The more we learn about our universe, the more marvelous and overwhelming it is. The cosmos is of such unfathomable size, full of such bewildering variety, it seems that no matter how much we learn about it, there will always be more to explore. And while manned spaceflight isn’t in 2014 where I hoped it would be when I was younger, I’m still awed by the images and information sent back by Curiosity on Mars, by the Cassini mission to Saturn, and by Voyager 1, out beyond the fringe of our solar system. Still, the universe as we know it now remains full of wonders, I can’t help but be a little nostalgic for the early days when we didn’t know nearly as much, and when pulp science fiction imagined a solar system replete with life on every world and moon trekking around our sun. If you want a beautiful vision of that dreamed-of solar system, you need look no further than these images by pulp artist Frank R. Paul.
Paul’s work was on display throughout the golden age of pulp science fiction, especially in Amazing Stories, for which he painted 38 covers between April 1926 and June 1929. He was “discovered” by the legendary Hugo Gernsback, the editor for whom the annual Hugo Awards are named. Paul also painted covers for titles such as Wonder Stories, Planet Stories, Superworld Comics, and others, with his work adorning around 220 magazine covers all told. It looks like these “Life in the Solar System” works appeared as “back covers” for issues of Amazing Stories.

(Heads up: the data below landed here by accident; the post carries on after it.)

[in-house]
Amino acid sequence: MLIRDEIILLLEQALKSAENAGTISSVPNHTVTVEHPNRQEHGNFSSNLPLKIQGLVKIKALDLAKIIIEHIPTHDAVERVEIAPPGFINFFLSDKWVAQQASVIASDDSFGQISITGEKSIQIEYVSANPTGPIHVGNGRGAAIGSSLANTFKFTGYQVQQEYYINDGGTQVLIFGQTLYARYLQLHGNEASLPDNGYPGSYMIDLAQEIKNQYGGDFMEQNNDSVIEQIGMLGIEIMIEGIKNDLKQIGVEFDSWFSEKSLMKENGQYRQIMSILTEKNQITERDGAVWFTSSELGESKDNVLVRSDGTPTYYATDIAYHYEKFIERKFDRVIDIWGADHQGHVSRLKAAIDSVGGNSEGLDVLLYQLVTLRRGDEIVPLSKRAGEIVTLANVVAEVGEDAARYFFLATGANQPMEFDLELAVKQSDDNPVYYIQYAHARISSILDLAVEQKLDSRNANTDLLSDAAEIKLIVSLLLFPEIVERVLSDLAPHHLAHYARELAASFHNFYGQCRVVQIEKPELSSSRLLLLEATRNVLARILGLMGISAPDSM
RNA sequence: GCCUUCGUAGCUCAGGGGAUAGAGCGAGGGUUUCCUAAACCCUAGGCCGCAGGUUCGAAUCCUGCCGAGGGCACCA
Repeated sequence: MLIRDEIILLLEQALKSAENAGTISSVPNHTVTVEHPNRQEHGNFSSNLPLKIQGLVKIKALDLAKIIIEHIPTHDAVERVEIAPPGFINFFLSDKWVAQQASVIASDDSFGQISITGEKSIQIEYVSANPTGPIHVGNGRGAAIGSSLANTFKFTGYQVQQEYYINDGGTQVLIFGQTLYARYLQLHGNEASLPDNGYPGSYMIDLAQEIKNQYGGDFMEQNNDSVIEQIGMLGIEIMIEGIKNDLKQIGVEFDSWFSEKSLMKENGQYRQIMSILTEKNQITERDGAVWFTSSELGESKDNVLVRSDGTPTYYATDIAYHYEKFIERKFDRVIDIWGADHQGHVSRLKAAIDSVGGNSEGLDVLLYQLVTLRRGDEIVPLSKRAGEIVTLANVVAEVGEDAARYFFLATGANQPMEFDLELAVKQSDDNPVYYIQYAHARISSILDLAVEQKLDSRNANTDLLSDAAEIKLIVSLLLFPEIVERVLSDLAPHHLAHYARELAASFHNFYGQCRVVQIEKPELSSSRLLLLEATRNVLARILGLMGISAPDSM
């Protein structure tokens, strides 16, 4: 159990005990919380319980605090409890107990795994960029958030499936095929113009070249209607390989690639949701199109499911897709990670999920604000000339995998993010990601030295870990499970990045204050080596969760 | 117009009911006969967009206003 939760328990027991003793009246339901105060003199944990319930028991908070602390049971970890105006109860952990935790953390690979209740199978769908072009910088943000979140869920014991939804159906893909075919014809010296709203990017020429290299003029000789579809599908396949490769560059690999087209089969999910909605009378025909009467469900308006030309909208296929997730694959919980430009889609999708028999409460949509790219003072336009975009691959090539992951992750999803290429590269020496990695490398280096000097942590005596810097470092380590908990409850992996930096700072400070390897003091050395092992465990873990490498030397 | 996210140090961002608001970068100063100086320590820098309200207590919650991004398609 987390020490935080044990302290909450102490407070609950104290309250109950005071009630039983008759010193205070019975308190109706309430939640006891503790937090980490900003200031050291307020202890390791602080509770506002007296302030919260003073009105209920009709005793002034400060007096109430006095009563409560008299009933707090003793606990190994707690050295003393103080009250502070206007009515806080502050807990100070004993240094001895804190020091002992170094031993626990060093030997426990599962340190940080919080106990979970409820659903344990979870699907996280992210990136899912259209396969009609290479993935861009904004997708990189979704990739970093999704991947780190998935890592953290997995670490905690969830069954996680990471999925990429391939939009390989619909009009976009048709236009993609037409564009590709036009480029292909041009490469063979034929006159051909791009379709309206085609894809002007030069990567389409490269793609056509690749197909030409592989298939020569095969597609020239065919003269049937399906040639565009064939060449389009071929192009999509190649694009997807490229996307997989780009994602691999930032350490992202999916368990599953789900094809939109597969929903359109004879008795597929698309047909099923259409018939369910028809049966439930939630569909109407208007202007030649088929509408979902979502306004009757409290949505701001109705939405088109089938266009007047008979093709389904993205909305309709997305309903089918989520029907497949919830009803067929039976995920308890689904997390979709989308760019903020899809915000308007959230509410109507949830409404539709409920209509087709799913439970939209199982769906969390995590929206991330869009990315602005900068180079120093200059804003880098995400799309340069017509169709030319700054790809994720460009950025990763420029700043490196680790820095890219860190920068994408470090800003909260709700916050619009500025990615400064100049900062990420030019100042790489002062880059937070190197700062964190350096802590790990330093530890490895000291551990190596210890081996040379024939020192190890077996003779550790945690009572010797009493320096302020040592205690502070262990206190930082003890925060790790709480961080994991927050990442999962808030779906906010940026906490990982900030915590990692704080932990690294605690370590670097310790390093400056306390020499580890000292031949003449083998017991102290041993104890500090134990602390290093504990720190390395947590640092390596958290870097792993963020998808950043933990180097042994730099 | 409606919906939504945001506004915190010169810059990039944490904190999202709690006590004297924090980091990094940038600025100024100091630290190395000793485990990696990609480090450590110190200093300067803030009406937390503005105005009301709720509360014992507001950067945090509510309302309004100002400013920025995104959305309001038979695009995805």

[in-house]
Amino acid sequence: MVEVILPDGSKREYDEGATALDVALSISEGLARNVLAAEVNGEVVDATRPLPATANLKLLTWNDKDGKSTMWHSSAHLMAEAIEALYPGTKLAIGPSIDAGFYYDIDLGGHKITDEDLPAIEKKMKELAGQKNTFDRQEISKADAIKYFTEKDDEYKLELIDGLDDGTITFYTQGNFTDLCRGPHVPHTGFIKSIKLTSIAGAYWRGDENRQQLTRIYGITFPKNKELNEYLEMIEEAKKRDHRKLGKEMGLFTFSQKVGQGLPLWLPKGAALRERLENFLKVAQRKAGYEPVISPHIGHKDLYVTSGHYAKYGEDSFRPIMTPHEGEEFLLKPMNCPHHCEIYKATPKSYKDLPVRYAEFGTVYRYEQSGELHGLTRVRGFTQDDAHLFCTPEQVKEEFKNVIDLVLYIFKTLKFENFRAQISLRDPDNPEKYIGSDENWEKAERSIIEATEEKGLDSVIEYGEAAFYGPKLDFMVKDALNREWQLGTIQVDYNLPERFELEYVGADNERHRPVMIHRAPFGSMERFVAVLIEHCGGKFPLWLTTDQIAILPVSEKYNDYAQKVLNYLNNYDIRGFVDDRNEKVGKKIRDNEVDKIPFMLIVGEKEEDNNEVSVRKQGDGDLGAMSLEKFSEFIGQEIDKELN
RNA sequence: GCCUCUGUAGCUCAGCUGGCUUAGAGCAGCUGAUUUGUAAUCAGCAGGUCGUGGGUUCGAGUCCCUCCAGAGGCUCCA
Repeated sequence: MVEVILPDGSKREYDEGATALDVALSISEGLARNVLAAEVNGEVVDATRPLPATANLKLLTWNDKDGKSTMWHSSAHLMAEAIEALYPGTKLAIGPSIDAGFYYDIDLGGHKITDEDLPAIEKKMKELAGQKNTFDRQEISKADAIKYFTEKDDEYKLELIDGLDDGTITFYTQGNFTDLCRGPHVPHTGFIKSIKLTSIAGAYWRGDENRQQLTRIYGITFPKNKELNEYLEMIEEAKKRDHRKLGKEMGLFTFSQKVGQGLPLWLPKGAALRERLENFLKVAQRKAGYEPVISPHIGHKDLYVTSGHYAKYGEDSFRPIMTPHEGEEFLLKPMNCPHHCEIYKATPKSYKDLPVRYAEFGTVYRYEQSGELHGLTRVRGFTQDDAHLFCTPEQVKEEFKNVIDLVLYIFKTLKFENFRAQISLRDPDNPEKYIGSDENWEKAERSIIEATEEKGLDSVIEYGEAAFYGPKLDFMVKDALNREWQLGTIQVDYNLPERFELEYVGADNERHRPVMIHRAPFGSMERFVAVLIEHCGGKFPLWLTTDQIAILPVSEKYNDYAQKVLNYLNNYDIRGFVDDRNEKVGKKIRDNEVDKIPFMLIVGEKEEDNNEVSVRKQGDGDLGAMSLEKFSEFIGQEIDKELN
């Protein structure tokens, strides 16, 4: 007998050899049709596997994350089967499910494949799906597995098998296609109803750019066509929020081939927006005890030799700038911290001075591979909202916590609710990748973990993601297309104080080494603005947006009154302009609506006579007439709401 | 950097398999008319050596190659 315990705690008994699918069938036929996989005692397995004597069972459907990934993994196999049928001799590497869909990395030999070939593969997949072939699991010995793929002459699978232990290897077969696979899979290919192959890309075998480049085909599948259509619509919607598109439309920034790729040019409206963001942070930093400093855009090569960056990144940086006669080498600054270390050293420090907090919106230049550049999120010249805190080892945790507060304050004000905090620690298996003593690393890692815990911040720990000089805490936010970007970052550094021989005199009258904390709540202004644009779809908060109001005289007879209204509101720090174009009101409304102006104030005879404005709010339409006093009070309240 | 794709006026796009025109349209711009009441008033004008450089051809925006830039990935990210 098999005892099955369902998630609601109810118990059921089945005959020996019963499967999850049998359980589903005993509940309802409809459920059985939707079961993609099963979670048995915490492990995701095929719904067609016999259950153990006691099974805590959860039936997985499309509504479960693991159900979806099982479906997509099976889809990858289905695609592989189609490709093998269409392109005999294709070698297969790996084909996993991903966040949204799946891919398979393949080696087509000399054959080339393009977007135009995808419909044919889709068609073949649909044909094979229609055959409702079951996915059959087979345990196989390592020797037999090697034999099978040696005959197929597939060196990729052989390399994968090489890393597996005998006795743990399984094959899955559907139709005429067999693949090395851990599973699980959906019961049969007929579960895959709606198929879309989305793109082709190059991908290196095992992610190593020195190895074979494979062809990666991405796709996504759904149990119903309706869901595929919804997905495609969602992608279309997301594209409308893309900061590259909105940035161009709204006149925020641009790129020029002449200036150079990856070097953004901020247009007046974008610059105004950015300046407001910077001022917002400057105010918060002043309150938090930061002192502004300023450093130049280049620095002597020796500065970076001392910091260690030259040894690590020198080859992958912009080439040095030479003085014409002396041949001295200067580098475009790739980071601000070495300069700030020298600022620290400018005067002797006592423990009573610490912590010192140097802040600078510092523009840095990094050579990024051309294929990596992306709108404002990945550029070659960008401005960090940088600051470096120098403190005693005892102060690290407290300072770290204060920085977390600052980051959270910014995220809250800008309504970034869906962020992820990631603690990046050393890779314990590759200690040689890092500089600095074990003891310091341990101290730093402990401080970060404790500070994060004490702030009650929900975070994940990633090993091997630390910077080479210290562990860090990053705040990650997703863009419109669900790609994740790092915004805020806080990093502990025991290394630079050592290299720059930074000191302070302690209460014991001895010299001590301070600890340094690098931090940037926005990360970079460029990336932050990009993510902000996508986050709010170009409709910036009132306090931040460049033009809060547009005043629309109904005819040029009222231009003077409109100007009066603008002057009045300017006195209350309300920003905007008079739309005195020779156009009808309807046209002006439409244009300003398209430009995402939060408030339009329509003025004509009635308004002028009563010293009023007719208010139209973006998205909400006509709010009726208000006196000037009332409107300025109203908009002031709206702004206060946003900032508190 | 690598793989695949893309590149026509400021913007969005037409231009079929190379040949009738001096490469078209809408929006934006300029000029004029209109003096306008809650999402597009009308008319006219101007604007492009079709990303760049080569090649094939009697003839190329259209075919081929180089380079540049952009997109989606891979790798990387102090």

Fans of comic book history have almost certainly seen one of his better-known covers, even if they didn’t know who created it. Paul provided the cover art for Marvel Comics #1. This was back when the entity that would eventually become known as Marvel was still calling itself Timely Comics. The October 1939 first issue of Marvel Comics (the series) featured the introductions of the Human Torch and the Sub-Mariner. (Ironically, this incarnation of the Human Torch wasn’t human — he was an android.)
Among his other achievements, Paul holds such nerdy/amazing bragging rights as providing “the first color painting of a space station” (Science Wonder Stories, August 1929) and early depictions of flying saucers than some speculate may have influenced the eventual UFO phenomenon. He passed away on June 29, 1963. If you love these images, you can find tons more of his cover art over at the Internet Speculative Fiction Database.